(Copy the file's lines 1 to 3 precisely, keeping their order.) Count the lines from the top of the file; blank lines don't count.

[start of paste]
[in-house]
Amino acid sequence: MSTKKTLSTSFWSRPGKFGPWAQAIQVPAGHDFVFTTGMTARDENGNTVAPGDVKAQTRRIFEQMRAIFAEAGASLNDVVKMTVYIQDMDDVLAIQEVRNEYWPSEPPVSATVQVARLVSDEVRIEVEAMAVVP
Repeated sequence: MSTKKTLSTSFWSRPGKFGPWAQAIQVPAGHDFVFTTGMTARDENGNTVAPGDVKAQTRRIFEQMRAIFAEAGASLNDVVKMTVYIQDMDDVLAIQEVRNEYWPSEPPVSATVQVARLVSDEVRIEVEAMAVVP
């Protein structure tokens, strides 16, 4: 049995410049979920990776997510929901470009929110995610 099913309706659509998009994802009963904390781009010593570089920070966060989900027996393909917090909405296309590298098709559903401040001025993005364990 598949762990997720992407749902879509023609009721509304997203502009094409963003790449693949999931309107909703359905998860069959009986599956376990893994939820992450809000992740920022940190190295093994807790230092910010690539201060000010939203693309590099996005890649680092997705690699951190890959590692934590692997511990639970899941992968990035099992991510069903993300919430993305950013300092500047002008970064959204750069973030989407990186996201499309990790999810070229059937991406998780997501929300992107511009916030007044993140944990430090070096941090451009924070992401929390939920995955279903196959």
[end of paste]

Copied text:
[in-house]
Amino acid sequence: MSTKKTLSTSFWSRPGKFGPWAQAIQVPAGHDFVFTTGMTARDENGNTVAPGDVKAQTRRIFEQMRAIFAEAGASLNDVVKMTVYIQDMDDVLAIQEVRNEYWPSEPPVSATVQVARLVSDEVRIEVEAMAVVP
Repeated sequence: MSTKKTLSTSFWSRPGKFGPWAQAIQVPAGHDFVFTTGMTARDENGNTVAPGDVKAQTRRIFEQMRAIFAEAGASLNDVVKMTVYIQDMDDVLAIQEVRNEYWPSEPPVSATVQVARLVSDEVRIEVEAMAVVP